Smashwords https://www.smashwords.com/books/view/354707?ref=BruceABorders

Sony https://ebookstore.sony.com/ebook/bruce-a-borders/inside-room-913/_/R-400000000000001119674 

iTunes http://itunes.apple.com/us/book/inside-room-913/id705782049?mt=11&uo=4

Kobo http://www.kobobooks.com/ebook/Inside-Room-913/book-Gl7mhSHMlEaw344JW7YjaQ/page1.html?s=l47AMsNTcUurHRDYJUAVtQ&r=1

Connect with Bruce:

@BruceABorders

http://www.facebook.com/BruceABordersBooks

http://bruceabordersbooks.weebly.com

http://www.goodreads.com/author/show/5752197.Bruce_A_Borders

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NAFTA leaders put saving monarch butterfly on trade pact’s agenda – McClatchy DC News – The Sacramento Bee


“Our governments will establish a working group to ensure the conservation of the monarch butterfly, a species that symbolizes our association…”

Two monarch butterflies mating

via NAFTA leaders put saving monarch butterfly on trade pact’s agenda – McClatchy DC News – The Sacramento Bee.

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WWF: North American Leaders Rightly Commit to Protecting Monarch Butterfly Migration NorthumberlandView.ca


Many of the factors contributing to the declines in monarch populations are having a similar impact on other species, including wild and managed bees and other pollinators crucial to food production.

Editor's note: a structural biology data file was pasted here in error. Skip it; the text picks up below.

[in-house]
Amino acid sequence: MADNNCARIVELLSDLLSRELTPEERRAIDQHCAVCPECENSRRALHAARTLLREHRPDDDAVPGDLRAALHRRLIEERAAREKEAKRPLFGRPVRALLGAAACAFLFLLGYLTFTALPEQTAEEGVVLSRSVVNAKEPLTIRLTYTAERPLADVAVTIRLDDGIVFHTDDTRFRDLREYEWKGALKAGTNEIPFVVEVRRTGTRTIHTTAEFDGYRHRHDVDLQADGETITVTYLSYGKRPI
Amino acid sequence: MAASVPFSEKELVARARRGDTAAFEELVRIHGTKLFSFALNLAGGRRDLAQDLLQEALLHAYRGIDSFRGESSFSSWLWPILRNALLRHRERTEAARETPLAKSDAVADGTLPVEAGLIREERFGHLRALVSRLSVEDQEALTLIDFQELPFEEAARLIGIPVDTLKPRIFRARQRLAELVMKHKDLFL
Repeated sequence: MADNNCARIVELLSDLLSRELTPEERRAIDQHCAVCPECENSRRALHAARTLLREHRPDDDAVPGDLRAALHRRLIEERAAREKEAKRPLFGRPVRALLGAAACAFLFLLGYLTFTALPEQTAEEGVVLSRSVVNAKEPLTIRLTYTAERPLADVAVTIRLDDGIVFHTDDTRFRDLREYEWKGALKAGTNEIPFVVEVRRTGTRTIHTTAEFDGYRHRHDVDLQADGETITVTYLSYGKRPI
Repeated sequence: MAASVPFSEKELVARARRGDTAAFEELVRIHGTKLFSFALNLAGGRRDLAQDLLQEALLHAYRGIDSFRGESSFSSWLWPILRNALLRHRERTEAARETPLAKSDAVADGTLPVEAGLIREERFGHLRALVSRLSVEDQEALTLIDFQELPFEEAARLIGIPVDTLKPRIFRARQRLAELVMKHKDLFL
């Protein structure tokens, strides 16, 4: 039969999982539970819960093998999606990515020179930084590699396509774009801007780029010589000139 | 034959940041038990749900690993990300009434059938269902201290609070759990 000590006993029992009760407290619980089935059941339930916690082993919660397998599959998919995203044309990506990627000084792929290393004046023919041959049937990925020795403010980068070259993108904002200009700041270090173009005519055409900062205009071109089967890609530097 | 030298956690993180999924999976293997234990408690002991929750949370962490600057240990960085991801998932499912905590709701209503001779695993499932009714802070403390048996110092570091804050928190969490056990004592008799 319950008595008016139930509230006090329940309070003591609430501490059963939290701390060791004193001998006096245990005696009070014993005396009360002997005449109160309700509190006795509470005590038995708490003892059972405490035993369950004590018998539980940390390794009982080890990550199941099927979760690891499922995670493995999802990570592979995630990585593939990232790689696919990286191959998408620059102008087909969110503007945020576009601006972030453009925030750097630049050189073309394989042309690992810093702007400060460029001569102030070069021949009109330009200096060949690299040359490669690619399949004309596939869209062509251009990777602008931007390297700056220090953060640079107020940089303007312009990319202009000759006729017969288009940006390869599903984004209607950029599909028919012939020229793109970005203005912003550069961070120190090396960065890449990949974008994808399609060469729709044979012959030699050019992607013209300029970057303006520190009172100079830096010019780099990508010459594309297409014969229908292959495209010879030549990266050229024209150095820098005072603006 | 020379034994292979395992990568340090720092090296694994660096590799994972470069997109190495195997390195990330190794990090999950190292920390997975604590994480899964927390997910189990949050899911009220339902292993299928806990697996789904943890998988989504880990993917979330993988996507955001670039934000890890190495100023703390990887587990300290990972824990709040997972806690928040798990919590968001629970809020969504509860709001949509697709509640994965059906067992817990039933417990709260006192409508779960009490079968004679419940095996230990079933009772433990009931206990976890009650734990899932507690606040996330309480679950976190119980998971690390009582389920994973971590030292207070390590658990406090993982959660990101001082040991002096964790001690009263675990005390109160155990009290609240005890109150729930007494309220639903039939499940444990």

Many of the factors contributing to the declines in monarch populations are having a similar impact on other species, including wild and managed bees and other pollinators crucial to food production.

READ ALL ABOUT IT AT via http://www.northumberlandview.ca/index.php?module=news&type=user&func=display&sid=27048#.UwasboVnPWi

Monarch Migration Map

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What the 3 Amigos should really talk about today: monarch butterflies


What the 3 Amigos should really talk about today: monarch butterflies – The Globe and Mail.

monarch30lf1The magic of the monarch migration from Canada through the U.S. and on to Mexico (and then back north over multiple generations) continues to be in existential jeopardy.

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Intellectuals Urge Leaders from ‘The Americas’ to Protect the Monarch Butterfly


Maine Author/Illustrator Bette A. Stevens advocates for children, childhood literacy and Monarch butterflies.

Maine Author/Illustrator Bette A. Stevens advocates for children, childhood literacy and Monarch butterflies.

Former U.S. President Jimmy Carter referred to Monarch butterflies as ambassadors to The Americas.

What will today’s leaders do?

On Wednesday, February 19th, Mexican President Enrique Pena Nieto, U.S. President Barack Obama and Canadian Prime Minister Stephen Harper are meeting in Toluca, Mexico to discuss such matters as economic competitiveness, trade investment, entrepreneurship and security. A letter to these three leaders has been signed by more than 150 intellectuals, including Nobel literature laureate Orham Pamus, U.S. environmentalist Robert Kennedy Jr. and Canadian author Margaret Atwood, noting that the Monarch population has dropped to the lowest levels since 1993 when recording monarch data began. They are urging the three leaders to devote part of their meeting to discussing ways to protect the Monarch butterfly. (Modesto Bee 02-13-2014)